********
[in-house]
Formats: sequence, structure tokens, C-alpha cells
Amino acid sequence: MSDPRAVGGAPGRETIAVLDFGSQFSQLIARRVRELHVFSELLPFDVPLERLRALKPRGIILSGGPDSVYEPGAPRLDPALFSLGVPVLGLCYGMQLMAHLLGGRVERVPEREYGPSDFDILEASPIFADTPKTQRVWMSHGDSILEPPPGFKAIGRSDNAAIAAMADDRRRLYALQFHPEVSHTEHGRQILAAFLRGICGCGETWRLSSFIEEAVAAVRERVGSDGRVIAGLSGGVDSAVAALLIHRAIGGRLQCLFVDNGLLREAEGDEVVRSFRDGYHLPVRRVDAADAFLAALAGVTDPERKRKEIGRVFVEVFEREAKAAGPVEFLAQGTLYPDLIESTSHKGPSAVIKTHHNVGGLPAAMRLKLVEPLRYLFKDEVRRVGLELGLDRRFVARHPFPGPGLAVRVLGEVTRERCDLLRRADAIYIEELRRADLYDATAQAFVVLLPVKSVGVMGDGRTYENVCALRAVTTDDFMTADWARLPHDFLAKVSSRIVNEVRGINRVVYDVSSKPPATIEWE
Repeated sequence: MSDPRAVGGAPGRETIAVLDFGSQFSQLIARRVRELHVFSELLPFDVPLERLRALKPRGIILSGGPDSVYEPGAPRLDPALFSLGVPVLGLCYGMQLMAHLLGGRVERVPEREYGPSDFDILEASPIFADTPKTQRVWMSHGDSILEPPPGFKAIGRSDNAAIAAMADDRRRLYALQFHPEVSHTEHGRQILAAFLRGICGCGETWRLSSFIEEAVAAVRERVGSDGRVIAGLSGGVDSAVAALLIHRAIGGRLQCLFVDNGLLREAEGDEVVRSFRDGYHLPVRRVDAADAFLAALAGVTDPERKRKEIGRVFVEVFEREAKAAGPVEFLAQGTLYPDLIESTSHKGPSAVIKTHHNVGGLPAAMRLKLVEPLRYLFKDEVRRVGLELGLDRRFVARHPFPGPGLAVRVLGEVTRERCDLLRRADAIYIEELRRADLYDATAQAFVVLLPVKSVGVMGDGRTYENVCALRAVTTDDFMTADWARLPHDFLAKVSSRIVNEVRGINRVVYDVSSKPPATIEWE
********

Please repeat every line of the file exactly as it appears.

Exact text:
[in-house]
Formats: sequence, structure tokens, C-alpha cells
Amino acid sequence: MSDPRAVGGAPGRETIAVLDFGSQFSQLIARRVRELHVFSELLPFDVPLERLRALKPRGIILSGGPDSVYEPGAPRLDPALFSLGVPVLGLCYGMQLMAHLLGGRVERVPEREYGPSDFDILEASPIFADTPKTQRVWMSHGDSILEPPPGFKAIGRSDNAAIAAMADDRRRLYALQFHPEVSHTEHGRQILAAFLRGICGCGETWRLSSFIEEAVAAVRERVGSDGRVIAGLSGGVDSAVAALLIHRAIGGRLQCLFVDNGLLREAEGDEVVRSFRDGYHLPVRRVDAADAFLAALAGVTDPERKRKEIGRVFVEVFEREAKAAGPVEFLAQGTLYPDLIESTSHKGPSAVIKTHHNVGGLPAAMRLKLVEPLRYLFKDEVRRVGLELGLDRRFVARHPFPGPGLAVRVLGEVTRERCDLLRRADAIYIEELRRADLYDATAQAFVVLLPVKSVGVMGDGRTYENVCALRAVTTDDFMTADWARLPHDFLAKVSSRIVNEVRGINRVVYDVSSKPPATIEWE
Repeated sequence: MSDPRAVGGAPGRETIAVLDFGSQFSQLIARRVRELHVFSELLPFDVPLERLRALKPRGIILSGGPDSVYEPGAPRLDPALFSLGVPVLGLCYGMQLMAHLLGGRVERVPEREYGPSDFDILEASPIFADTPKTQRVWMSHGDSILEPPPGFKAIGRSDNAAIAAMADDRRRLYALQFHPEVSHTEHGRQILAAFLRGICGCGETWRLSSFIEEAVAAVRERVGSDGRVIAGLSGGVDSAVAALLIHRAIGGRLQCLFVDNGLLREAEGDEVVRSFRDGYHLPVRRVDAADAFLAALAGVTDPERKRKEIGRVFVEVFEREAKAAGPVEFLAQGTLYPDLIESTSHKGPSAVIKTHHNVGGLPAAMRLKLVEPLRYLFKDEVRRVGLELGLDRRFVARHPFPGPGLAVRVLGEVTRERCDLLRRADAIYIEELRRADLYDATAQAFVVLLPVKSVGVMGDGRTYENVCALRAVTTDDFMTADWARLPHDFLAKVSSRIVNEVRGINRVVYDVSSKPPATIEWE